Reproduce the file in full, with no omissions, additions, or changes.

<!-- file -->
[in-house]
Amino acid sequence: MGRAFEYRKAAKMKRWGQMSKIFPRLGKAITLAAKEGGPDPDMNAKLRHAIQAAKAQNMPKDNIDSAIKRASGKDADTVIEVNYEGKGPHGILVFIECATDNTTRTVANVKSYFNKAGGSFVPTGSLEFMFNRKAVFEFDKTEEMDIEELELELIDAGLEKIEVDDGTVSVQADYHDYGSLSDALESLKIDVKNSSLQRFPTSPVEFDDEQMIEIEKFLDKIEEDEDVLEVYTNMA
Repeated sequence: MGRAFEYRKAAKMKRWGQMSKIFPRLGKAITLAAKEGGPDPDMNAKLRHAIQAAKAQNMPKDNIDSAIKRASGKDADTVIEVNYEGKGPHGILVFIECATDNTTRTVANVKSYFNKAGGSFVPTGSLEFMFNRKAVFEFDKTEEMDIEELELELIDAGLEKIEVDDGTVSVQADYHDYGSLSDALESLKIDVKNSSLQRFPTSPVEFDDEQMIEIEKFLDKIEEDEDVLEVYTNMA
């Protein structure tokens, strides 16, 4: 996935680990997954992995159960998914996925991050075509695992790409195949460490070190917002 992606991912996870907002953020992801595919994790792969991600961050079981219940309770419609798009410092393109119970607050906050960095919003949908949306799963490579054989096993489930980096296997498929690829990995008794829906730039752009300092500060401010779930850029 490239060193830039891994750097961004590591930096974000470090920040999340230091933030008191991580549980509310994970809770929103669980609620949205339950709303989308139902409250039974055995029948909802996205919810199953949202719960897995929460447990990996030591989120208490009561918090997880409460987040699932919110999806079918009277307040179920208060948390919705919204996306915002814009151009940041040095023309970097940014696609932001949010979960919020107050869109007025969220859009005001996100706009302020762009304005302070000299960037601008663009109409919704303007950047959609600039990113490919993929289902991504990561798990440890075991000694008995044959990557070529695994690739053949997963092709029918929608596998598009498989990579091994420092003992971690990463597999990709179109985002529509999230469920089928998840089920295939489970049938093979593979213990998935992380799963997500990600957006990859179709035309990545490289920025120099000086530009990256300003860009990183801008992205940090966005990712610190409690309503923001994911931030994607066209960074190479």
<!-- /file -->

[in-house]
Amino acid sequence: MGRAFEYRKAAKMKRWGQMSKIFPRLGKAITLAAKEGGPDPDMNAKLRHAIQAAKAQNMPKDNIDSAIKRASGKDADTVIEVNYEGKGPHGILVFIECATDNTTRTVANVKSYFNKAGGSFVPTGSLEFMFNRKAVFEFDKTEEMDIEELELELIDAGLEKIEVDDGTVSVQADYHDYGSLSDALESLKIDVKNSSLQRFPTSPVEFDDEQMIEIEKFLDKIEEDEDVLEVYTNMA
Repeated sequence: MGRAFEYRKAAKMKRWGQMSKIFPRLGKAITLAAKEGGPDPDMNAKLRHAIQAAKAQNMPKDNIDSAIKRASGKDADTVIEVNYEGKGPHGILVFIECATDNTTRTVANVKSYFNKAGGSFVPTGSLEFMFNRKAVFEFDKTEEMDIEELELELIDAGLEKIEVDDGTVSVQADYHDYGSLSDALESLKIDVKNSSLQRFPTSPVEFDDEQMIEIEKFLDKIEEDEDVLEVYTNMA
């Protein structure tokens, strides 16, 4: 996935680990997954992995159960998914996925991050075509695992790409195949460490070190917002 992606991912996870907002953020992801595919994790792969991600961050079981219940309770419609798009410092393109119970607050906050960095919003949908949306799963490579054989096993489930980096296997498929690829990995008794829906730039752009300092500060401010779930850029 490239060193830039891994750097961004590591930096974000470090920040999340230091933030008191991580549980509310994970809770929103669980609620949205339950709303989308139902409250039974055995029948909802996205919810199953949202719960897995929460447990990996030591989120208490009561918090997880409460987040699932919110999806079918009277307040179920208060948390919705919204996306915002814009151009940041040095023309970097940014696609932001949010979960919020107050869109007025969220859009005001996100706009302020762009304005302070000299960037601008663009109409919704303007950047959609600039990113490919993929289902991504990561798990440890075991000694008995044959990557070529695994690739053949997963092709029918929608596998598009498989990579091994420092003992971690990463597999990709179109985002529509999230469920089928998840089920295939489970049938093979593979213990998935992380799963997500990600957006990859179709035309990545490289920025120099000086530009990256300003860009990183801008992205940090966005990712610190409690309503923001994911931030994607066209960074190479």